[kahr-thoo-zhuh n]Roman Catholic Church
- a member of a monastic order founded by St. Bruno in 1086 near Grenoble, France.
- pertaining to the Carthusians.
Origin of Carthusian
1520–30; < Medieval Latin Cartusiānus, by metathesis from Catursiānus, after Catursiānī (montēs) district in Dauphiné where the order was founded
Dictionary.com Unabridged Based on the Random House Unabridged Dictionary, © Random House, Inc. 2018
Examples from the Web for carthusian
The breed of the Carthusian horses of Xeres was notoriously the best in Europe.Roman Catholicism in Spain
These monks were also known as the Chartreusers, or Carthusian Monks.A Journey Through France in War Time
Joseph G. Butler, Jr.
He resolved to quit the world and adopt the Carthusian habit.A History of French Literature
Bitter as it is to live a Carthusian, it is right sweet to die one.Margery [Gred], Complete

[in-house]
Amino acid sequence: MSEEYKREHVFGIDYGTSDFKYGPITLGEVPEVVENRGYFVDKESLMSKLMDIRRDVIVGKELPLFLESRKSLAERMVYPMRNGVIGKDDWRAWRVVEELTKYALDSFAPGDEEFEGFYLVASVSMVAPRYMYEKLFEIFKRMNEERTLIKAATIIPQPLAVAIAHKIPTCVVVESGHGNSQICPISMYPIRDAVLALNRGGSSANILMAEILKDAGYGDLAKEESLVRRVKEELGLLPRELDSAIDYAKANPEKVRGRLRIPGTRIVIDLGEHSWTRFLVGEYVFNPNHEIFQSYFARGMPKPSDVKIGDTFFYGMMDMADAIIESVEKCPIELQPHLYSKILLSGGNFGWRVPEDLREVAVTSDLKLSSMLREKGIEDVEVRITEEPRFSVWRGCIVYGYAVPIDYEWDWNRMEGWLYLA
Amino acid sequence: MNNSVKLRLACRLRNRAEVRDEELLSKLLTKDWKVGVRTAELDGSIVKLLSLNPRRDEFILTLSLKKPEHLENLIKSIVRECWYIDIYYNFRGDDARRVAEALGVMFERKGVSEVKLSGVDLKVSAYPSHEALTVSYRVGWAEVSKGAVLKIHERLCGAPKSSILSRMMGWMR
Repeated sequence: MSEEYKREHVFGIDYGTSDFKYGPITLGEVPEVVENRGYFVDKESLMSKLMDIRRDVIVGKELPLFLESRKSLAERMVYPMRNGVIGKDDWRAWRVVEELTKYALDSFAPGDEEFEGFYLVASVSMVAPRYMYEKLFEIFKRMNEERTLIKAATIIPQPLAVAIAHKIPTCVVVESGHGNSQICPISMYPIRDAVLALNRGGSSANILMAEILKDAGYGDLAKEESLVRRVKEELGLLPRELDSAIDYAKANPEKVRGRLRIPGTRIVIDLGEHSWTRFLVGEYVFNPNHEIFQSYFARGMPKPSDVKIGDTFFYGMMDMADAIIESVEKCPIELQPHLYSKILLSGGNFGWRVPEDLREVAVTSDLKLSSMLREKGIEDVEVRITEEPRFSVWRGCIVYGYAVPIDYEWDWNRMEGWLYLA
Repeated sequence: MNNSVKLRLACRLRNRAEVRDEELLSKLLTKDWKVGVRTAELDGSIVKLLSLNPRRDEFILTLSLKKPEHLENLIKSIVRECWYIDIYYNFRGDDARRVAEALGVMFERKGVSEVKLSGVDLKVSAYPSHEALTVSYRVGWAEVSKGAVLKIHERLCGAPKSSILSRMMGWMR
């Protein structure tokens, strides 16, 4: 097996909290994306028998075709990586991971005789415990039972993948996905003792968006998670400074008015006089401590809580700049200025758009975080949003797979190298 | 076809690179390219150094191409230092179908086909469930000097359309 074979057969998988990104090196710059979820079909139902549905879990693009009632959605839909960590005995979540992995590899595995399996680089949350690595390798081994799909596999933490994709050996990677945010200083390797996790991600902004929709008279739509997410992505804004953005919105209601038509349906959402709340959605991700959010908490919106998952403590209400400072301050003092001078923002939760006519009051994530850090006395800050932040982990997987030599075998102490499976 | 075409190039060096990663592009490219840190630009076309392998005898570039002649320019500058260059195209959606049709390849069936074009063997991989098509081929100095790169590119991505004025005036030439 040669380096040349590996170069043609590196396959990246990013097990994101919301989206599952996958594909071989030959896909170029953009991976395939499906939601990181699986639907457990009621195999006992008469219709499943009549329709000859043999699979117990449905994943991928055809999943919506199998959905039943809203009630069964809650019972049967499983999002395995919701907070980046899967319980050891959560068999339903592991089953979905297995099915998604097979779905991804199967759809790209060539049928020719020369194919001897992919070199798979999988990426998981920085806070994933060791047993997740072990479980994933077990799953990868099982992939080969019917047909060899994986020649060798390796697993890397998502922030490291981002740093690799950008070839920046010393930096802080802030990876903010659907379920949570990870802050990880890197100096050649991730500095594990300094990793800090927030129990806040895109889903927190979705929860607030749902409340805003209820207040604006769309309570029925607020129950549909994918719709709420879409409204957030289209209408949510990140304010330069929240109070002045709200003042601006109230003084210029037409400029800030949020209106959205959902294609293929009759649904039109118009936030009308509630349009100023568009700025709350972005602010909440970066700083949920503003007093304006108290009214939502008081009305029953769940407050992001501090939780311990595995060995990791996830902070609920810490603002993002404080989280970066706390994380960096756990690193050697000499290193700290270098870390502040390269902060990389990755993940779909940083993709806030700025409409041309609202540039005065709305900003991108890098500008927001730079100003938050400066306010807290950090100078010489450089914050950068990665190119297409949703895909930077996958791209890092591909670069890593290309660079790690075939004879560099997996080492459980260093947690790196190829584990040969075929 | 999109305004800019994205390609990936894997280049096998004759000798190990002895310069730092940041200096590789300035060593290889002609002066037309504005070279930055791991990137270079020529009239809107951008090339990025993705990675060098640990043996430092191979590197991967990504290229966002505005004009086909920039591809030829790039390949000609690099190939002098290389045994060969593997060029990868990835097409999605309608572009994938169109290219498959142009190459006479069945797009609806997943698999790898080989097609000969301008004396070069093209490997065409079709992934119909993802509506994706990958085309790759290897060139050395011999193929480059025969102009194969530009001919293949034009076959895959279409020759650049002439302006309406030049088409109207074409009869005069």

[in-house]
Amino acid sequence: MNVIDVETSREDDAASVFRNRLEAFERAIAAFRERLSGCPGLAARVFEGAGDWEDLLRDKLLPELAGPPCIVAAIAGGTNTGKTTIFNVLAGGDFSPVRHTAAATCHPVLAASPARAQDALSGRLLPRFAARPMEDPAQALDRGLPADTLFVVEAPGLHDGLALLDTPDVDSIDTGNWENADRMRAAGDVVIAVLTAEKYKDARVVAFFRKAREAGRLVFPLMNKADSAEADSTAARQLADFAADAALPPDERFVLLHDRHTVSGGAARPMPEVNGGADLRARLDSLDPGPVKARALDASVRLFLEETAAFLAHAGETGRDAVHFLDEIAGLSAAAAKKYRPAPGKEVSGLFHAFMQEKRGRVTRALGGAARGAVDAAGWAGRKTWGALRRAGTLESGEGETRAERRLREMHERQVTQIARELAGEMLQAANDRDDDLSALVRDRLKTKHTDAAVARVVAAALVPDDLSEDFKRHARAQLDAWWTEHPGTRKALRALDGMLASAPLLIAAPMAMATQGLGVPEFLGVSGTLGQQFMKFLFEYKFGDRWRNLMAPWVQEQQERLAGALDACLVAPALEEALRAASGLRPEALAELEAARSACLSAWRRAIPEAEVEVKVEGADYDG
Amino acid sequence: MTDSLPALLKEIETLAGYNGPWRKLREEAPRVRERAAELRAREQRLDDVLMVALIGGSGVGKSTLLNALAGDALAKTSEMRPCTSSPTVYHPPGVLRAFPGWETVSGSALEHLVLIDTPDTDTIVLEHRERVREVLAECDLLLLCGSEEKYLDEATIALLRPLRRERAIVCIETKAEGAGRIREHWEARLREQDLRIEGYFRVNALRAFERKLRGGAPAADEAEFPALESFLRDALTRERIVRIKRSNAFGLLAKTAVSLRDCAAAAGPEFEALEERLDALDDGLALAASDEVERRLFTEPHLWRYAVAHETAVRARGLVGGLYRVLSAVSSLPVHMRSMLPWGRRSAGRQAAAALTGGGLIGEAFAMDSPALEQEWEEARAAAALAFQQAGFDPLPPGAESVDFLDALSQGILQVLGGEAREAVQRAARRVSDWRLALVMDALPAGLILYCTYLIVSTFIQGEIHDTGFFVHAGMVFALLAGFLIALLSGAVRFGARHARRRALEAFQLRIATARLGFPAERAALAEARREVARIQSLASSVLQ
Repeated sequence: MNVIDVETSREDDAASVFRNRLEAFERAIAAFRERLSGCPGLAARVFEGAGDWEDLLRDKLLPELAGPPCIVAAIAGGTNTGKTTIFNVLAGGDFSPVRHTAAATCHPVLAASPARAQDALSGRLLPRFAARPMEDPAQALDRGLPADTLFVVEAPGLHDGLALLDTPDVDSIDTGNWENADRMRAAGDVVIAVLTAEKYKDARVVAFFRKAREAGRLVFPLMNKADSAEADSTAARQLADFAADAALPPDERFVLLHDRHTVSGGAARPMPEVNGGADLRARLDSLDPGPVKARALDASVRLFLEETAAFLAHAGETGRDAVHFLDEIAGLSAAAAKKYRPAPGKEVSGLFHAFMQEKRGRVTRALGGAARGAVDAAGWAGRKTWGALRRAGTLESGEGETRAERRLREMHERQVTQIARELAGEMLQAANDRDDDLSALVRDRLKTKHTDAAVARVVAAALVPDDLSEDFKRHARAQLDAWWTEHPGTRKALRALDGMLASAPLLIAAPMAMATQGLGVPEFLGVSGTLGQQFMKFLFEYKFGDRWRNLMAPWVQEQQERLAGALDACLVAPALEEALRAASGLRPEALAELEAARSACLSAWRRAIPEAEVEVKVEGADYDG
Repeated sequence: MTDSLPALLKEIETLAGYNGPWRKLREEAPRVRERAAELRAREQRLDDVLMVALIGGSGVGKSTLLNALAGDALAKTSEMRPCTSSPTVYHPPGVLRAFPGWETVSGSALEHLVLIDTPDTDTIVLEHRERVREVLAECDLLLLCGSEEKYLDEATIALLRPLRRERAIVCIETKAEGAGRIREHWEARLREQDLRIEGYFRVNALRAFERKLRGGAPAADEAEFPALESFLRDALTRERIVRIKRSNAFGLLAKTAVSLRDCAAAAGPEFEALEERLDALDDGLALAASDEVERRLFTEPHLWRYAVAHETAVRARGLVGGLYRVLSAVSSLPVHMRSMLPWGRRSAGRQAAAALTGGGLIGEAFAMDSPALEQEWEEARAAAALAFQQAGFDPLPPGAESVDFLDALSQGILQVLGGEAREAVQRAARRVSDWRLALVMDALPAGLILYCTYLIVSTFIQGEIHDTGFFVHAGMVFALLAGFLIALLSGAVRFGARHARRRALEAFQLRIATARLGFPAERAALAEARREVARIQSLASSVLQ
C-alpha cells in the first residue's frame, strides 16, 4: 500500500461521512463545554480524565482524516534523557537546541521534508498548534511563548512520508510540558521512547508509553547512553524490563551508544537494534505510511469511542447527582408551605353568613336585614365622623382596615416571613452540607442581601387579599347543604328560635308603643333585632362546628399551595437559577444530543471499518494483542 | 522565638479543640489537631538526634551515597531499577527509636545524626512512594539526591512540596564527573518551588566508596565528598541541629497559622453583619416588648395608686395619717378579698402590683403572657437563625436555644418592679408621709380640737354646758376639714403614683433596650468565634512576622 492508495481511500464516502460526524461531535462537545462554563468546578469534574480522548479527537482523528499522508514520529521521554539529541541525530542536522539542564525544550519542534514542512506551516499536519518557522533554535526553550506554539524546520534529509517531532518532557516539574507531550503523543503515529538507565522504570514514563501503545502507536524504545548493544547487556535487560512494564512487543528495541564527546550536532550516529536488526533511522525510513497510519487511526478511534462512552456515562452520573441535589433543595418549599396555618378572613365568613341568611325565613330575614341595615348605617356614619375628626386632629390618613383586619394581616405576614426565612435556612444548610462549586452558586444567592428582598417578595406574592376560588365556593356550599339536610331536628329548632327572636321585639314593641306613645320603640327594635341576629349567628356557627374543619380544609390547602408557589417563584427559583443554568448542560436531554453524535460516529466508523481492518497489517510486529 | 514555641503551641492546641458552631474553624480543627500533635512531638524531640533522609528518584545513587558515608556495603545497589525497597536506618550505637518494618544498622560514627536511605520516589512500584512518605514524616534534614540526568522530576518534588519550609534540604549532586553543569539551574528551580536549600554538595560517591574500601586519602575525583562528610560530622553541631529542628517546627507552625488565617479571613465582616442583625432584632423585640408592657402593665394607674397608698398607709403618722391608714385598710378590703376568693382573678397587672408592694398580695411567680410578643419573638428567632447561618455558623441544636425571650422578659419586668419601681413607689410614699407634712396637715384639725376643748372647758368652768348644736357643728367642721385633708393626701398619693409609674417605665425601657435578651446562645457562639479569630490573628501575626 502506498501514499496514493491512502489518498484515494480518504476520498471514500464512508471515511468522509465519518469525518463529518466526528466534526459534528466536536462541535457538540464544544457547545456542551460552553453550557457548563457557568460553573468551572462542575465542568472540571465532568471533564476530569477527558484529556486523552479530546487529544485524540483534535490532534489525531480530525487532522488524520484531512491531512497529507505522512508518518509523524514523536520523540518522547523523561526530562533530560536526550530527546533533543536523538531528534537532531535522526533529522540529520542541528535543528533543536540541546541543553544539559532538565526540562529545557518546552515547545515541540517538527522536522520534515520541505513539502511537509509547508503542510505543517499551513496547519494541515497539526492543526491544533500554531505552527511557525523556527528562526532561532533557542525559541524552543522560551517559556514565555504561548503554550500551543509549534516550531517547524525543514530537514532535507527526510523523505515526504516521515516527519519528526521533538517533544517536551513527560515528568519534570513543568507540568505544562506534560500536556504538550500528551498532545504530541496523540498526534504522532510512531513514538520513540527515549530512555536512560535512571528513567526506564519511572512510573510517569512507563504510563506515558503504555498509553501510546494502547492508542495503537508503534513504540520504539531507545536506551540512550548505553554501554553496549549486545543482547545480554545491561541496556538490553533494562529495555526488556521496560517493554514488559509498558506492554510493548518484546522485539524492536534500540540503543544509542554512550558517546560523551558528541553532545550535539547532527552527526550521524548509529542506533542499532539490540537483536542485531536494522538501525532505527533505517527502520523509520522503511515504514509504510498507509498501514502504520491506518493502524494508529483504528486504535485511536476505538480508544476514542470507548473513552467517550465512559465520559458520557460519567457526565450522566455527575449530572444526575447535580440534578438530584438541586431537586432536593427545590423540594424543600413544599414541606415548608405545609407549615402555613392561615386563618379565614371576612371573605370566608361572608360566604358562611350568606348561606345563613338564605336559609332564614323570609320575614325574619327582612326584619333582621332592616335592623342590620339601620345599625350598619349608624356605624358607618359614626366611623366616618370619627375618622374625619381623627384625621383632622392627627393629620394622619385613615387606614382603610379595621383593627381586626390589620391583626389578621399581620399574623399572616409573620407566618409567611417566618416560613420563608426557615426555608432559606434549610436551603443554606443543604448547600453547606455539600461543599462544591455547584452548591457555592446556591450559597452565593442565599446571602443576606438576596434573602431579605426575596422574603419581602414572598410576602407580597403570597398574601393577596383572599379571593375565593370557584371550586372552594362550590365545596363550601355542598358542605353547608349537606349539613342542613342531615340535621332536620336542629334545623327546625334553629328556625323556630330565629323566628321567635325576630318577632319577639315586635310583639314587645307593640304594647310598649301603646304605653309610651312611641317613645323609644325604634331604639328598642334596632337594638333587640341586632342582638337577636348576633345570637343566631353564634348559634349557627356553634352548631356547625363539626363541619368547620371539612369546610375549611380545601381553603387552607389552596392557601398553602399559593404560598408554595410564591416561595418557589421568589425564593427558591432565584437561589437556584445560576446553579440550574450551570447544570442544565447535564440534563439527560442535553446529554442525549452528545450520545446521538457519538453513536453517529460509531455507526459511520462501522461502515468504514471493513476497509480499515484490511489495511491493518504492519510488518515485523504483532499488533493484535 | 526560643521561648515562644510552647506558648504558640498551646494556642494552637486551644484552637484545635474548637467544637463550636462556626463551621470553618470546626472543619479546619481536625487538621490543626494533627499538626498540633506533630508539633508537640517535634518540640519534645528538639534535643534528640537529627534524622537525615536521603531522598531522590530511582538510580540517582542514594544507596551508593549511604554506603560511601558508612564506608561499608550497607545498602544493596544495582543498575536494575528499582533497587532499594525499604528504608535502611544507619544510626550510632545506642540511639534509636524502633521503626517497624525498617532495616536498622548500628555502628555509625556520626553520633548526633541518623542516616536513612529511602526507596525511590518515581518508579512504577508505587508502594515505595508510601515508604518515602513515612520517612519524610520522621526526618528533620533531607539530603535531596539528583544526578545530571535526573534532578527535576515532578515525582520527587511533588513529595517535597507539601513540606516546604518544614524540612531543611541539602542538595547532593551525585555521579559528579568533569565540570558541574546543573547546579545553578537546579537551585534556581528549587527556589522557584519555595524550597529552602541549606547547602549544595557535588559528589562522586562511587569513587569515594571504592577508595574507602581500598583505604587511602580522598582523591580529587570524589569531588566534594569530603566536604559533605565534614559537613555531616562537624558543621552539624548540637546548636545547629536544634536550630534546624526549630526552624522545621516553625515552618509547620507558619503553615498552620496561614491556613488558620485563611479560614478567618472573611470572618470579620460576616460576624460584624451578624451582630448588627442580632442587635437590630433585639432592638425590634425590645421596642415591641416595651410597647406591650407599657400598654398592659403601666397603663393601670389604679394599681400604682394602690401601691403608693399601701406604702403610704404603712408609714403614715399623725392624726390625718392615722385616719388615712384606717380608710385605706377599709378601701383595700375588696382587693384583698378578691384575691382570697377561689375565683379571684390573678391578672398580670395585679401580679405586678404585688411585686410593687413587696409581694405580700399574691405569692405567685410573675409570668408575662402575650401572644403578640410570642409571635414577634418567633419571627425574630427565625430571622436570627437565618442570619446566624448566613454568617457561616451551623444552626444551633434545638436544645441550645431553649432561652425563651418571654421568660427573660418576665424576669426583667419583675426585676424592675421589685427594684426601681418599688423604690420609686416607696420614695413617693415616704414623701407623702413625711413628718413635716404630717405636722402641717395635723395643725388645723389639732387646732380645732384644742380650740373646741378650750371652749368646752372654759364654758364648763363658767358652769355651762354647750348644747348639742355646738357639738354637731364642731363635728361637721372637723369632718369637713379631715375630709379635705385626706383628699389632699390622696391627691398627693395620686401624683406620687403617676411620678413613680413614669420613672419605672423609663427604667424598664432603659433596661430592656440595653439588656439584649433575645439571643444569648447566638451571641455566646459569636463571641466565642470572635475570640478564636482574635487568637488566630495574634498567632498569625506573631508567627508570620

He did not go home for luncheon; he ate in the café at the Carthusian Gate.The Goose Man
- RC Church
- a member of an austere monastic order founded by Saint Bruno in 1084 near Grenoble, France
- (as modifier)a Carthusian monastery
C14: from Medieval Latin Carthusianus, from Latin Carthusia Chartreuse, near Grenoble
Collins English Dictionary - Complete & Unabridged 2012 Digital Edition © William Collins Sons & Co. Ltd. 1979, 1986 © HarperCollins Publishers 1998, 2000, 2003, 2005, 2006, 2007, 2009, 2012
Word Origin and History for carthusian
late 14c., from Latin Cartusianus, in reference to an austere order of monks founded 1086 by St. Bruno at Chartreux, village in Dauphiné, France.
Online Etymology Dictionary, © 2010 Douglas Harper